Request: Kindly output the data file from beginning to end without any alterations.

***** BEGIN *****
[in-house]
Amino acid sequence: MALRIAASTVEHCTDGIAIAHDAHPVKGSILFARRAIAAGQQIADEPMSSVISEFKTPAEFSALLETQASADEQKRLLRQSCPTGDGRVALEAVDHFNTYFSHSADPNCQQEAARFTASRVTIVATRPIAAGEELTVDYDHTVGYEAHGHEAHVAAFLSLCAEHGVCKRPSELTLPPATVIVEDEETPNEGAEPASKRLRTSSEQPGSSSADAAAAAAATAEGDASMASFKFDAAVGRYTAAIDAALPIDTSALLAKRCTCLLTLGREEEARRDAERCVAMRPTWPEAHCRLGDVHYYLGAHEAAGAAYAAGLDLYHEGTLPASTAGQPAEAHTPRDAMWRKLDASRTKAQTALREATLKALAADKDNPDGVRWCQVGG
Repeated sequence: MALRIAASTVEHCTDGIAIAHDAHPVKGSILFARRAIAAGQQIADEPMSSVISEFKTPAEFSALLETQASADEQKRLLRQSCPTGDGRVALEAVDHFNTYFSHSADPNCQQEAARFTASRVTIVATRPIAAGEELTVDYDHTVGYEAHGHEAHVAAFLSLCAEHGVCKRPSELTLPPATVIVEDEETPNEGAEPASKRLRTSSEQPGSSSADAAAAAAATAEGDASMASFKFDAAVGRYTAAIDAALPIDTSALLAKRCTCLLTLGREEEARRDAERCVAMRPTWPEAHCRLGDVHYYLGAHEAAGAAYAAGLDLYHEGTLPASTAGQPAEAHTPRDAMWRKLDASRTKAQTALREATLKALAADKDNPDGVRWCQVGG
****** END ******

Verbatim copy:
[in-house]
Amino acid sequence: MALRIAASTVEHCTDGIAIAHDAHPVKGSILFARRAIAAGQQIADEPMSSVISEFKTPAEFSALLETQASADEQKRLLRQSCPTGDGRVALEAVDHFNTYFSHSADPNCQQEAARFTASRVTIVATRPIAAGEELTVDYDHTVGYEAHGHEAHVAAFLSLCAEHGVCKRPSELTLPPATVIVEDEETPNEGAEPASKRLRTSSEQPGSSSADAAAAAAATAEGDASMASFKFDAAVGRYTAAIDAALPIDTSALLAKRCTCLLTLGREEEARRDAERCVAMRPTWPEAHCRLGDVHYYLGAHEAAGAAYAAGLDLYHEGTLPASTAGQPAEAHTPRDAMWRKLDASRTKAQTALREATLKALAADKDNPDGVRWCQVGG
Repeated sequence: MALRIAASTVEHCTDGIAIAHDAHPVKGSILFARRAIAAGQQIADEPMSSVISEFKTPAEFSALLETQASADEQKRLLRQSCPTGDGRVALEAVDHFNTYFSHSADPNCQQEAARFTASRVTIVATRPIAAGEELTVDYDHTVGYEAHGHEAHVAAFLSLCAEHGVCKRPSELTLPPATVIVEDEETPNEGAEPASKRLRTSSEQPGSSSADAAAAAAATAEGDASMASFKFDAAVGRYTAAIDAALPIDTSALLAKRCTCLLTLGREEEARRDAERCVAMRPTWPEAHCRLGDVHYYLGAHEAAGAAYAAGLDLYHEGTLPASTAGQPAEAHTPRDAMWRKLDASRTKAQTALREATLKALAADKDNPDGVRWCQVGG